In July 1656, during the Fifth Ottoman–Venetian War, the Venetians captured the island again following a major victory over the Ottoman fleet. The Ottomans under Topal Mehmed Pasha recovered it barely a year later, on 15 November 1657, after besieging the capital of Kastro for 63 days. The famous Sufi poet Niyazi Misri was exiled to Lemnos for several years during the late 17th century. In 1770 Russian forces under Count Alexei Grigoryevich Orlov besieged Kastro for 60 days during the Russo-Turkish War of 1768–1774. The fortress had just surrendered when an attack by the Ottoman fleet on the Russian vessels in Mudros Bay forced the Russians to withdraw (24 October 1770).
Under Ottoman rule, Lemnos initially formed part of the sanjaks of Gallipoli or Mytilene under the Eyalet of the Archipelago, but was constituted as a separate sanjak in the reforms of the mid-19th century, at the latest by 1846. Abolished in 1867, the sanjak was re-formed in 1879 and existed until the island's capture by the Greeks in 1912. It comprised the islands of Lemnos (Limni in Turkish), Agios Efstratios (Bozbada), Imbros (Imroz) and Tenedos (Bozcaada). The French scholar Vital Cuinet, in his 1896 work La Turquie d'Asie, recorded a population of 27,079, of which 2,450 were Muslims and the rest Greek Orthodox.
On 8 October 1912, during the First Balkan War, Lemnos became part of Greece. The Greek navy under Rear Admiral Pavlos Kountouriotis took it over without any casualties from the occupying Turkish Ottoman garrison, who were returned to Anatolia. Peter Charanis, born on the island in 1908 and later a professor of Byzantine history at Rutgers University recounts when the island was occupied and Greek soldiers were sent to the villages and stationed themselves in the public squares. Some of the children ran to see what Greek soldiers looked like. ‘‘What are you looking at?’’ one of them asked. ‘‘At Hellenes,’’ the children replied. ‘‘Are you not Hellenes yourselves?’’ a soldier retorted. ‘‘No, we are Romans."
Moudros Bay became a forward anchorage for the Greek fleet, which enabled it to keep watch on the Dardanelles and prevent a foray by the Ottoman Navy into the Aegean. The Ottomans' two attempts to achieve this were beaten back in the battles of Elli and Lemnos. Thus the Ottomans were prevented from supplying and reinforcing their land forces in Macedonia by sea, a critical factor in the success of the Balkan League in the war.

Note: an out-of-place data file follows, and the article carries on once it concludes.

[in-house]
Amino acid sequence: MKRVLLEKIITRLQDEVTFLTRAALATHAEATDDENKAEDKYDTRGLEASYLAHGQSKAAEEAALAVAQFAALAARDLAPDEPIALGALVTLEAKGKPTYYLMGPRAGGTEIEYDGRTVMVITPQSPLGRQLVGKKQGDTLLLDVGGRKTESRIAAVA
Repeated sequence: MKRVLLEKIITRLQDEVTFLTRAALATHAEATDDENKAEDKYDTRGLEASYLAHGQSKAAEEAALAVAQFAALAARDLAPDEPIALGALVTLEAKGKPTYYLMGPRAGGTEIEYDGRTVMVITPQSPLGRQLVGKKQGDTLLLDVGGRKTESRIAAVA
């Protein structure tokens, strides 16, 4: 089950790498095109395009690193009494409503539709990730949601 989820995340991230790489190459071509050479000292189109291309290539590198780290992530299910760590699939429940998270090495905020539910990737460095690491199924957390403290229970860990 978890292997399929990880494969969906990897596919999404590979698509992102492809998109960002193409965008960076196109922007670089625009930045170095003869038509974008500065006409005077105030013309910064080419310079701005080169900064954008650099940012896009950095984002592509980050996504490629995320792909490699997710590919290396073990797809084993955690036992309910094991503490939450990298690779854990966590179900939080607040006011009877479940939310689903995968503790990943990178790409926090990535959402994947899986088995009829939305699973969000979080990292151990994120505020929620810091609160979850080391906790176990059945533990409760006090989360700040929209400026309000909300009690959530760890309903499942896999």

During World War I, the Allies in early 1915 used the island to try to capture the Dardanelles Straits, some 50 kilometres (31 miles) away. This was done chiefly by the British and largely through the enthusiasm of Winston Churchill. The harbour at Moudros was put under the control of British Admiral Rosslyn Wemyss, who was ordered to prepare the then largely unused harbour for operations against the Dardanelles.
The harbour was broad enough for British and French warships, but lacked suitable military facilities, which was recognized early on. Troops intended for Gallipoli had to train in Egypt; and the port found it difficult to cope with casualties of the ill-starred Gallipoli campaign. The campaign was called off in evident failure at the close of 1915. Moudros' importance receded, although it remained the Allied base for the blockade of the Dardanelles during the war. The town of Lemnos, Victoria, Australia, established in 1927 as a soldier settlement zone for returning First World War soldiers, was named after the island. There are three Commonwealth War Graves Commission (CWGC) cemeteries on the island, the first one for the 352 Allied soldiers in Portianou, the second one for the 148 Australian and 76 New Zealander soldiers in the town of Moudros and the third one for the Ottoman soldiers (170 Egyptian and 56 Turkish soldiers).
In late October 1918, the armistice between the Ottoman Empire and the Allies was signed at Moudros.
After the Red Army victory in the Russian Civil War, many Kuban Cossacks fled the country to avoid persecution from the Bolsheviks. A notable evacuation point was the Greek island of Lemnos where 18,000 Kuban Cossacks landed, though many later died of starvation and disease. Most left the island after a year.
Today the island of Lemnos (Limnos) has about 30 villages and settlements. The province includes the island of Agios Efstratios to the southwest which has some exceptional beaches and one of the two deserts in Europe (the other being Błędów Desert in Poland).
The present municipality of Lemnos was formed on the merger of the following four former municipalities, each of which became municipal units, following the 2011 local government reform:
Lemnos and the smaller island of Agios Efstratios previously formed part of Lesbos Prefecture. In 2011, the prefecture was abolished and Lemnos and Agios Efstratios now form Lemnos Regional Unit. Lemnos Province, abolished in 2006, comprised the same territory as the present regional unit.